The housing 46 is formed with semi-cylindrical upwardly opening channels along the straight potions of the belt in between the first infeed pulley and the second infeed pulley and between the first outfeed pulley and the second outfeed pulley. One of the belts 44 is thus supported in these channels for horizontal advancement of the supported straw. A face plate 62 is screwed to the housing 46 to cover the rotating pulleys and most portions of the belt. The face plate 62 also has portions defining a semicylindrical channel to support the second belt 44.
A straw 26 deposited by the hopper 28 on the parallel belts 44 progresses downstream to the support bridge 30. The photoelectric detector 36 is mounted to the housing 46 above the parallel belts 44 ahead of the bridge 30. The detector 36 includes a fiber optic coupling, such that the detector electronics may be placed away from the actual path of the straw. Various detectors may be employed, for example an infrared retroreflective type detector. The detector 36 sends a signal to the controller 34 when a straw 26 first crosses the detector's path. With information on the position of the straw, the controller 34 can instruct the print heads 22, 24 to start printing at the appropriate time to position the legend on the straw in the proper location.
The print heads 22, 24 may be conventional inkjet print heads, for example those manufactured by Willett America Inc., of Ft. Worth, Tex., as model 3820 or those manufactured by Linx Printing Technologies Plc, Burrel Road, St. Ives, Cambridgeshire, UK, as model 6000 or similar units. Each print head is supplied with a stream of ink droplets by a conventional inkjet supply and control unit 38 which includes a pump, ink and solvent reservoirs, and relevant print head electronic controls.
As shown in FIG. 2, the print heads 22, 24 are mounted in adjustable stages 66 which permit the accurate vertical and horizontal positioning of the print heads to direct a stream of ink droplets onto a straw 26 supported in the bridge 30. Because the printer 20 is adapted for use with straws of different diameter, it may be necessary to adjust the print heads vertically and/or horizontally with a change in straw diameter. One print head 22 is positioned rearward of the bridge 30, and the other print head 24 is positioned forward of the bridge 30. The print heads are noncontact printers, and thus form an image on the straw without coming into direct contact with the straw. Droplets of ink are ejected from the print head to come in contact with the straw as it is conveyed by the dual belt drive system. The controller 34 sends instructions to the print heads 22, 24 to form the letters and symbols of the two lines of printing on the straw. In most cases it will be desireable that both lines of text are readable from left to right, without the need to invert the straw. Hence, one of the print heads prints the characters "upside down" when compared to the printing from the other head, so that the two lines of printing may be read by simply rotating the straw.
To provide for printing over the greatest portion of the surface of the straw, the straw should be unsupported at the point where it is subjected to the ink droplet spray from the print heads. Furthermore, because the ink is a liquid, which requires a finite, although small, time to dry, it is desireable that contact with the printed surfaces of the straw be avoided immediately after printing. The straw support bridge 30 provides both of these functions.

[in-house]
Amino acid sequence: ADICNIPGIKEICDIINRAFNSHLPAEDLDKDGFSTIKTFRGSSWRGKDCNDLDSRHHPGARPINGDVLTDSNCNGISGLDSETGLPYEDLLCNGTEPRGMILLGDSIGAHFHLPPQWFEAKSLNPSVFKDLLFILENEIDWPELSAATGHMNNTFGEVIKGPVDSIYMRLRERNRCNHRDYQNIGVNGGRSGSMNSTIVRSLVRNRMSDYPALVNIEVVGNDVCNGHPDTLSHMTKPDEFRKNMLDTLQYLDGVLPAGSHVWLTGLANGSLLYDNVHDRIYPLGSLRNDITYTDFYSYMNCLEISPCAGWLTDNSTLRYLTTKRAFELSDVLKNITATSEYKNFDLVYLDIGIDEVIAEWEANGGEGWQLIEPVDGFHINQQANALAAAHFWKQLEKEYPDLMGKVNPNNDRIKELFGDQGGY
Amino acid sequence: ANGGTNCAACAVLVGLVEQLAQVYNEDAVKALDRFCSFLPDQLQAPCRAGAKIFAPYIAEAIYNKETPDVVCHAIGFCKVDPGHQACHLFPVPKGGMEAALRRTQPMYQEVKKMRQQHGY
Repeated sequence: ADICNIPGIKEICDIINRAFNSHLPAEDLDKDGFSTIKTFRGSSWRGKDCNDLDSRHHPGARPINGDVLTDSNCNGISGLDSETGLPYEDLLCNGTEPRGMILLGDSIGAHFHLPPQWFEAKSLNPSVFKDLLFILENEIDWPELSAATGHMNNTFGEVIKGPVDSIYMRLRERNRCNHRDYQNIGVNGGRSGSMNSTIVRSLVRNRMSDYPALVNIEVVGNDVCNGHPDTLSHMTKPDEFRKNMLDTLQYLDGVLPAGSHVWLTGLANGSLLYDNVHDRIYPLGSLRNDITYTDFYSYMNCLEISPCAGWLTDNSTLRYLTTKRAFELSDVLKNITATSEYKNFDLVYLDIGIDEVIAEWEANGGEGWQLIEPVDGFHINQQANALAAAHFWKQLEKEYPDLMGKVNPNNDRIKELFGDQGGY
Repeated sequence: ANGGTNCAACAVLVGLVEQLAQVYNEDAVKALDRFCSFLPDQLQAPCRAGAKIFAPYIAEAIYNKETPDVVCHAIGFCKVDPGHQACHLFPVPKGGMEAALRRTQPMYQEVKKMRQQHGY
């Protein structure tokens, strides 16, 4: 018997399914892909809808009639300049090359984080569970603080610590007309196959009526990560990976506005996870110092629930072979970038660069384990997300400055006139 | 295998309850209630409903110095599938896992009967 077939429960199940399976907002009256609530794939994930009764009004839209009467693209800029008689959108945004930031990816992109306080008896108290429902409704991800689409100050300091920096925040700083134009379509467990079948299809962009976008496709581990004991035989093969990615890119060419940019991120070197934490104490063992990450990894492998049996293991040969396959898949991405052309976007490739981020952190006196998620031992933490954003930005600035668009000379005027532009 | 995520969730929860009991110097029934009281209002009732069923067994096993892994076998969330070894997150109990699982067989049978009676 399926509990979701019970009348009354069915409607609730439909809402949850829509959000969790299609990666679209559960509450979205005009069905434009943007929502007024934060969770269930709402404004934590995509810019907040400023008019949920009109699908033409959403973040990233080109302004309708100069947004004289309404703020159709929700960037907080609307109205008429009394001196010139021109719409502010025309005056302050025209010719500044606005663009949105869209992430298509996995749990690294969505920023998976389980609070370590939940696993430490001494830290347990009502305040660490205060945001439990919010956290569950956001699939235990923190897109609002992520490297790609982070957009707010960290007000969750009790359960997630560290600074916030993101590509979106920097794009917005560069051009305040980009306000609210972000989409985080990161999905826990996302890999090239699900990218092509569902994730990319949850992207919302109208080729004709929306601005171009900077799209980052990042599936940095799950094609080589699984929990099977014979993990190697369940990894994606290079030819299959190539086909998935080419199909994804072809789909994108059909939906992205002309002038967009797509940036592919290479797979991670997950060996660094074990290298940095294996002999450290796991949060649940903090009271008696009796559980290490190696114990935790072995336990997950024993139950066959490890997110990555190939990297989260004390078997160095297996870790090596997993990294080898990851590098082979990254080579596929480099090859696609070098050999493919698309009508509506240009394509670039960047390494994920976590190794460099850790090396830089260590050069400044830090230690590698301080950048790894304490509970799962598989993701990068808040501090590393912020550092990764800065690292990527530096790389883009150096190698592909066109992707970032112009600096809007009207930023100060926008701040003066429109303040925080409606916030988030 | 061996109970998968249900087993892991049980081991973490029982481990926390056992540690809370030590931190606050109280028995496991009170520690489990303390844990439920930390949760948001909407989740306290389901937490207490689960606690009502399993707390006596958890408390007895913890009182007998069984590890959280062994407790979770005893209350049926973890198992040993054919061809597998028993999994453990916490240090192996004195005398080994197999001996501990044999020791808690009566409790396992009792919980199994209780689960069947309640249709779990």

Rollers 68 are mounted to the support bridge 30 at the inlet to the bridge and at the outlet from the bridge. The rollers 68 are steel rollers with a V-groove formed therein. The rollers serve to retain the straw along its horizontal path as it enters the bridge and the drive belts curve away from the straw path. As shown in FIGS. 3 and 4, the bridge 30 has a central section 70 which may be a solid steel member, but which for reduced manufacturing costs may be formed of two plates 72. Each plate 72 has a square channel milled in it, so that when the two plates are joined together an enclosed square inlet tunnel 74 is defined. The inlet tunnel 74 is only slightly larger than the diameter of the straw 26 to be printed on, and thus controls the progress of the straw through the bridge where the straw is no longer supported directly on the belts 44. The inlet tunnel 74 discharges into a rectangular cut out window 76 in the central section 70. The window 76 is positioned at the location of the print heads 22, 24, and provides completely unobstructed access to the straw on both sides. Downstream of the window 76, a slot 78 is cut through both plates 72 of the central section 70. The slot has a support surface 80 which is at the same level as the base of the inlet tunnel 74. However the slot is fully open sidewardly, and is taller than the inlet tunnel 74. Hence the printed straw 26 only engages the bridge 30 along one unprinted surface, minimizing contact with the newly applied ink.
Preferably, the print heads are positioned with respect to the window 76, and the initiation of printing is timed, such that the straw is at least resting on the support surface 80 when printing begins. At the beginning of the printing process, the straw is driven at a constant rate past the print heads 22, 24 by the infeed section of the drive belts 44. Eventually, the straw will be fully driven into the bridge 30, and will no longer be in engagement with the infeed section of the drive belts. By that time, however, the straw 26 will have passed through the bridge 30 sufficiently to be engaged by the outfeed section of the drive belts 44, and will continue to be pulled from the bridge. The straws printed on the printer 20 will thus be longer than the width of the bridge 30, so that the straw may be continuously driven throughout.